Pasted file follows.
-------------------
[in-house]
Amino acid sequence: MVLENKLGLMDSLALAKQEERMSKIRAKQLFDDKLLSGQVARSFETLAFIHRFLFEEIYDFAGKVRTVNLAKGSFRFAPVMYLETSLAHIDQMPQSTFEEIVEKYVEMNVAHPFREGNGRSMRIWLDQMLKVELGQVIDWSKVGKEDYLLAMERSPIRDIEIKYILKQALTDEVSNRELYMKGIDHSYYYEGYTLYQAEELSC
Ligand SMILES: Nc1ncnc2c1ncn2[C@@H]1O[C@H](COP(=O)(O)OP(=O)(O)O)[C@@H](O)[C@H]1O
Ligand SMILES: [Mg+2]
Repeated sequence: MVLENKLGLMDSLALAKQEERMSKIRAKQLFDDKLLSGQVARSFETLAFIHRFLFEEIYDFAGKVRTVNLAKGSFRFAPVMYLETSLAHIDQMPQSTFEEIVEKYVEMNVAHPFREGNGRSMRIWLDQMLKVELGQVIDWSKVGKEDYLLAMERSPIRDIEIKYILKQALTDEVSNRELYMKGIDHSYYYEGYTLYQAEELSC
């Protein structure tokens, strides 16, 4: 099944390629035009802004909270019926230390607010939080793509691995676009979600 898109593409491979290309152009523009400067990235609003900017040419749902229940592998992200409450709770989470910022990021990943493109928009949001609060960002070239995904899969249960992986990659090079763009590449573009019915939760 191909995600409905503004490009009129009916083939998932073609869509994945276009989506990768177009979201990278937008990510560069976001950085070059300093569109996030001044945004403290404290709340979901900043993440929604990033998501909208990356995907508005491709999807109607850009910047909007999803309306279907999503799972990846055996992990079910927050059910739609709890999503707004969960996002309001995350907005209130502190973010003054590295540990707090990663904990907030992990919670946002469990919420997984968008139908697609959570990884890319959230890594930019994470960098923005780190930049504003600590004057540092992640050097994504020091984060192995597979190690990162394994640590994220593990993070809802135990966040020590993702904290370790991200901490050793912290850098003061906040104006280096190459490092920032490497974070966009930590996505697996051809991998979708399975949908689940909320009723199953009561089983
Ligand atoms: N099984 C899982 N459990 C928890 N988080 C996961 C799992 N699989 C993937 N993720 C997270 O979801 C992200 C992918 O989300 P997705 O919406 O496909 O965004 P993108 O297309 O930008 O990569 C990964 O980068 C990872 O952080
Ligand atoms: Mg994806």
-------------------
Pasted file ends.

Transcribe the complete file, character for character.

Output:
[in-house]
Amino acid sequence: MVLENKLGLMDSLALAKQEERMSKIRAKQLFDDKLLSGQVARSFETLAFIHRFLFEEIYDFAGKVRTVNLAKGSFRFAPVMYLETSLAHIDQMPQSTFEEIVEKYVEMNVAHPFREGNGRSMRIWLDQMLKVELGQVIDWSKVGKEDYLLAMERSPIRDIEIKYILKQALTDEVSNRELYMKGIDHSYYYEGYTLYQAEELSC
Ligand SMILES: Nc1ncnc2c1ncn2[C@@H]1O[C@H](COP(=O)(O)OP(=O)(O)O)[C@@H](O)[C@H]1O
Ligand SMILES: [Mg+2]
Repeated sequence: MVLENKLGLMDSLALAKQEERMSKIRAKQLFDDKLLSGQVARSFETLAFIHRFLFEEIYDFAGKVRTVNLAKGSFRFAPVMYLETSLAHIDQMPQSTFEEIVEKYVEMNVAHPFREGNGRSMRIWLDQMLKVELGQVIDWSKVGKEDYLLAMERSPIRDIEIKYILKQALTDEVSNRELYMKGIDHSYYYEGYTLYQAEELSC
């Protein structure tokens, strides 16, 4: 099944390629035009802004909270019926230390607010939080793509691995676009979600 898109593409491979290309152009523009400067990235609003900017040419749902229940592998992200409450709770989470910022990021990943493109928009949001609060960002070239995904899969249960992986990659090079763009590449573009019915939760 191909995600409905503004490009009129009916083939998932073609869509994945276009989506990768177009979201990278937008990510560069976001950085070059300093569109996030001044945004403290404290709340979901900043993440929604990033998501909208990356995907508005491709999807109607850009910047909007999803309306279907999503799972990846055996992990079910927050059910739609709890999503707004969960996002309001995350907005209130502190973010003054590295540990707090990663904990907030992990919670946002469990919420997984968008139908697609959570990884890319959230890594930019994470960098923005780190930049504003600590004057540092992640050097994504020091984060192995597979190690990162394994640590994220593990993070809802135990966040020590993702904290370790991200901490050793912290850098003061906040104006280096190459490092920032490497974070966009930590996505697996051809991998979708399975949908689940909320009723199953009561089983
Ligand atoms: N099984 C899982 N459990 C928890 N988080 C996961 C799992 N699989 C993937 N993720 C997270 O979801 C992200 C992918 O989300 P997705 O919406 O496909 O965004 P993108 O297309 O930008 O990569 C990964 O980068 C990872 O952080
Ligand atoms: Mg994806």